Most people in industry and education recognise that we have to change the way IT is used and taught in schools. A Royal Society report is expected to confirm what many of us know already: we must get away from teaching pupils the office skills they use already and excite them with the vast array of new technology available that will shape their lives and careers.
One way of improving the situation is to provide teachers with the tools they need to create better lessons and inspire their pupils. The Open University’s Vital programme aims to do this, and it has received funding awards of £2.5m from April 2011 to March 2012 and £1.25m from April 2012 to March 2013 from the Department of Education. The Vital programme addresses these issues by providing professional development for educators and a source of online materials that has more than 7,200 registered users.
Vital works with E-skills UK, the BCS and a host of industry names to create physical and online meeting spaces and resources for teachers to use in schools. These are not just for computer science – Vital provides subject-specific web portals across the curriculum that identify teaching resources and advise on how to use them effectively, as well as providing opportunities for discussion and sharing between practitioners. Why shouldn’t Google Maps be used in geography, records indexing in history and data processing in biology?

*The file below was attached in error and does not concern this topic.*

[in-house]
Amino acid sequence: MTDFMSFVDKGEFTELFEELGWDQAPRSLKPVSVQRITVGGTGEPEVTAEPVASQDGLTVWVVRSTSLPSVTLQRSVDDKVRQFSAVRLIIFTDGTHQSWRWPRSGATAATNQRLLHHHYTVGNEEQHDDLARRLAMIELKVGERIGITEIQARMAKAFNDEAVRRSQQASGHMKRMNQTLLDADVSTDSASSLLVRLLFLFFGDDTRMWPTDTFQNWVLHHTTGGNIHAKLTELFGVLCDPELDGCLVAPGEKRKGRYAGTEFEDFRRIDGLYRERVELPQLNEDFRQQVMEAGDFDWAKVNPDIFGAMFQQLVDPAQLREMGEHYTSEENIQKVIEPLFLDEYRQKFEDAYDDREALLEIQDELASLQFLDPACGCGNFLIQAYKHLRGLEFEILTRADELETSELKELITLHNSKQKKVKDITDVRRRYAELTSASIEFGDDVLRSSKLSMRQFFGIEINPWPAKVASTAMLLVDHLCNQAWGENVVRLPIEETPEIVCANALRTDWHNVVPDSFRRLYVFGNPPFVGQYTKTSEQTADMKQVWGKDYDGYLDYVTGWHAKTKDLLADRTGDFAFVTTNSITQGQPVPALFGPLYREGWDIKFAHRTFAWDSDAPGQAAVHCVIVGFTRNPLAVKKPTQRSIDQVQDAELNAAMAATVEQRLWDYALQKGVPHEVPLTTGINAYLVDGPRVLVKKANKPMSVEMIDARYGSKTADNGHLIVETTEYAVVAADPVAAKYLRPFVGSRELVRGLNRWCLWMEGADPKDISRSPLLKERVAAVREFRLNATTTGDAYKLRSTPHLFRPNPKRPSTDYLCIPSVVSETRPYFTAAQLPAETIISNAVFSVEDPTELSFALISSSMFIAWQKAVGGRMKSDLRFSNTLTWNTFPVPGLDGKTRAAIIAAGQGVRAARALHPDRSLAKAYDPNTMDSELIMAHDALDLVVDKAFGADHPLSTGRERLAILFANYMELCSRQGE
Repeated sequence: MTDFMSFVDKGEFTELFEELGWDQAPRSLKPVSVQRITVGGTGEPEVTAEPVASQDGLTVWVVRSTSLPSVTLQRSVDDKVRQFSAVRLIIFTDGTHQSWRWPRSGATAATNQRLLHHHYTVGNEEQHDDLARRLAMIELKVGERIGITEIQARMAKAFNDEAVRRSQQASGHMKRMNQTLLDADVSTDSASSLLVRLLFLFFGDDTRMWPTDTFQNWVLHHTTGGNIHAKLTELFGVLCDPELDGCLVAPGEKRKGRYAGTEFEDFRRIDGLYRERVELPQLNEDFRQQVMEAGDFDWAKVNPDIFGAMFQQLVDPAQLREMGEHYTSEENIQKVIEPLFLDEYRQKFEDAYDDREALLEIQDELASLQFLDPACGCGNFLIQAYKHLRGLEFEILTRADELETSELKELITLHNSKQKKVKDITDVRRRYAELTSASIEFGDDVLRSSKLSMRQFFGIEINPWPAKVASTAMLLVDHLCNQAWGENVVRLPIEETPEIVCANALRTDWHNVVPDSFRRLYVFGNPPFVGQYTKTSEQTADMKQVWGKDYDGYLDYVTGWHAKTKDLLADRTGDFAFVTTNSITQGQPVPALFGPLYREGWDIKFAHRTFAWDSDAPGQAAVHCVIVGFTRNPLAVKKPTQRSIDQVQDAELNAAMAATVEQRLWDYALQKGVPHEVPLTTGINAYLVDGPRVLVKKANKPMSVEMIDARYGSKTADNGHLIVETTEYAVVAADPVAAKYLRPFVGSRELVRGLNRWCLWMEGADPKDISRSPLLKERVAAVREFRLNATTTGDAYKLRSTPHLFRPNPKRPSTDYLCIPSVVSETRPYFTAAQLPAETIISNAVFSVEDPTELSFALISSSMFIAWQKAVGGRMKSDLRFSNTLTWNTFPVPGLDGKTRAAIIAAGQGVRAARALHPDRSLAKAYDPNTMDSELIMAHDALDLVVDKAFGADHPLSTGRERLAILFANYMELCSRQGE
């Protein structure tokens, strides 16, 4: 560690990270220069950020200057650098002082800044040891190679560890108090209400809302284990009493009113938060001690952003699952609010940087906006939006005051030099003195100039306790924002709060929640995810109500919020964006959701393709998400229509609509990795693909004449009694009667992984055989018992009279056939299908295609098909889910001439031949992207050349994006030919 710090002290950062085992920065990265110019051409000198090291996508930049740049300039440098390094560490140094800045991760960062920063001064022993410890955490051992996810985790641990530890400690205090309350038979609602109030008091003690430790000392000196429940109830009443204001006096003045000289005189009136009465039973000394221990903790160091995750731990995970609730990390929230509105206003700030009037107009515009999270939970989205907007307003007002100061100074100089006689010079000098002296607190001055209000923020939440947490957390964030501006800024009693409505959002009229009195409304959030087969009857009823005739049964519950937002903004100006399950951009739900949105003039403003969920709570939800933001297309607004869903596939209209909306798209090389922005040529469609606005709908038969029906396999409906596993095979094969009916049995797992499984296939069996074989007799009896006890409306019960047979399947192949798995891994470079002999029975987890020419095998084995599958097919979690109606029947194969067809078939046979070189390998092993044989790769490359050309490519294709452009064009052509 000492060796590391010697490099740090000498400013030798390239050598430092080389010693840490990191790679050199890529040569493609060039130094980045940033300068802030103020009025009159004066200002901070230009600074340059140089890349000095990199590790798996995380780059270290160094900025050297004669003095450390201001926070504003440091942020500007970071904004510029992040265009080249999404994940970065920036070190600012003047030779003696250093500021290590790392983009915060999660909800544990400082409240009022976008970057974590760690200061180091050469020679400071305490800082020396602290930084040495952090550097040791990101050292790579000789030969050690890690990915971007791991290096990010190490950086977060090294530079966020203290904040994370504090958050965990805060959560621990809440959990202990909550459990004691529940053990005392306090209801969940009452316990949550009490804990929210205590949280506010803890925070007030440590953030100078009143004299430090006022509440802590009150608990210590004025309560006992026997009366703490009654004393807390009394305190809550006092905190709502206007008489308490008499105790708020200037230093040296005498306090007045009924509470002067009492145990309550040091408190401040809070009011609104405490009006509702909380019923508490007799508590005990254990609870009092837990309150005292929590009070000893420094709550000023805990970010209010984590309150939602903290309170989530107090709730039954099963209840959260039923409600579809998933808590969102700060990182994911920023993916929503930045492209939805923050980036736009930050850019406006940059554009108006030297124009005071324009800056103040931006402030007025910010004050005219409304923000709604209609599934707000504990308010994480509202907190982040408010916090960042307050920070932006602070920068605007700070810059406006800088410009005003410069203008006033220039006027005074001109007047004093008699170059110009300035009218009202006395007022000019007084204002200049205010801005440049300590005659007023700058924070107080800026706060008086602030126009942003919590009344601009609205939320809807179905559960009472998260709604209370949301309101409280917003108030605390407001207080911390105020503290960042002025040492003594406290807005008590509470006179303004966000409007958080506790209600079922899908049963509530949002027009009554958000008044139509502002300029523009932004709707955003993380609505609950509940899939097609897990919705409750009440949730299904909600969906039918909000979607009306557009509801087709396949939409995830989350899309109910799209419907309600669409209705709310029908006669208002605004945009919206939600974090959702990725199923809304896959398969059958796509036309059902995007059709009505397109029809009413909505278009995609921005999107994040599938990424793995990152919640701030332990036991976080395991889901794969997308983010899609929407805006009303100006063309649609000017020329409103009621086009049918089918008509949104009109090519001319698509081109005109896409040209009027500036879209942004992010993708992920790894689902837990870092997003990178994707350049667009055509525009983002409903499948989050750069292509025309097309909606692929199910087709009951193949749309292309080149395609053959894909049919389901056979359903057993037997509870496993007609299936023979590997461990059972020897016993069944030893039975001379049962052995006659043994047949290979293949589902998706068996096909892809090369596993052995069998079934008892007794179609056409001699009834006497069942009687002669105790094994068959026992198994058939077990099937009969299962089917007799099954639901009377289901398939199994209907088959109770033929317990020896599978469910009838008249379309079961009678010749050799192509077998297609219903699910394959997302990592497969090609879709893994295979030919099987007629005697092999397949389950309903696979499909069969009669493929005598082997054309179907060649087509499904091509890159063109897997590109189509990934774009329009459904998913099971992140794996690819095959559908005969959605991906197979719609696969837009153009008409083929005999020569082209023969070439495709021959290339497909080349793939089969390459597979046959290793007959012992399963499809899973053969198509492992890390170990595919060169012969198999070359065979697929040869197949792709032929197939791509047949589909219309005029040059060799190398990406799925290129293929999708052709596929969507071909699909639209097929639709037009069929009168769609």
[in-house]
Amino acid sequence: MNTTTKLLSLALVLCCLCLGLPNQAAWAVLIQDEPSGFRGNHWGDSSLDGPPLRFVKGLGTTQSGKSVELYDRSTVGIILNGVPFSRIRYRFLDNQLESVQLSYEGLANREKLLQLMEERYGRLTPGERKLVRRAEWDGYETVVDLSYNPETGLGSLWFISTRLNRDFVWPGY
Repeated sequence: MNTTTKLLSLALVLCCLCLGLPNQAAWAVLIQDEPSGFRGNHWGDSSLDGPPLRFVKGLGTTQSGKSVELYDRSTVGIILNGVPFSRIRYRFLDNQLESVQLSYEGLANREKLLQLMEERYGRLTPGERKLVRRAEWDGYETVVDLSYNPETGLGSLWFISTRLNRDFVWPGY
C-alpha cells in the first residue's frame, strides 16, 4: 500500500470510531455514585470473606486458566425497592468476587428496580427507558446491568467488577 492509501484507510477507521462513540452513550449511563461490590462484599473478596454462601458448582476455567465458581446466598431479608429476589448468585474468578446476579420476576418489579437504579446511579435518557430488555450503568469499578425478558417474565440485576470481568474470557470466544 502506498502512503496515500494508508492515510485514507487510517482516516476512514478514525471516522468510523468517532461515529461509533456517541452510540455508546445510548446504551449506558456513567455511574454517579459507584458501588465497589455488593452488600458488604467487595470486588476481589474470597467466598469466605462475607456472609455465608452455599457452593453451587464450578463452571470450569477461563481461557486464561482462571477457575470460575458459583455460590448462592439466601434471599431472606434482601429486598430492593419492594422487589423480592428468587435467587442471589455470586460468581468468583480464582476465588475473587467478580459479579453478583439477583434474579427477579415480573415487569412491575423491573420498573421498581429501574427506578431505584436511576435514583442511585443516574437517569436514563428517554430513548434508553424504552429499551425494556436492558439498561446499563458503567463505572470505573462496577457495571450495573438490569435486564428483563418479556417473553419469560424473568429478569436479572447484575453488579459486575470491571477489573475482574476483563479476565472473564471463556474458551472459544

If children are not exposed to the way technology is used in the workplace, they will find it harder to enter a career where these skills are essential. The Open University is committed to providing business-relevant learning. In this case, we are doing it at grassroots level by helping teachers to inspire learners with the latest real-world technology.
Similarly, vendors wanting to create brand loyalty among a new generation should realise the possibilities that a programme like Vital affords them. Organisations like Apple, Google and Microsoft regularly bring out new technology. However, it can often take three to four years for these new developments to reach teachers and create early adopters in the classroom.
Finally, there is a well documented skills shortage in the IT and telecoms industry. Therefore, IT needs to help cultivate the stream of talent flowing into its ranks. By far the best way of achieving this goal is to encourage and inspire a new generation of users with the magic of technology.
Kevin Streater, executive director for IT, Open University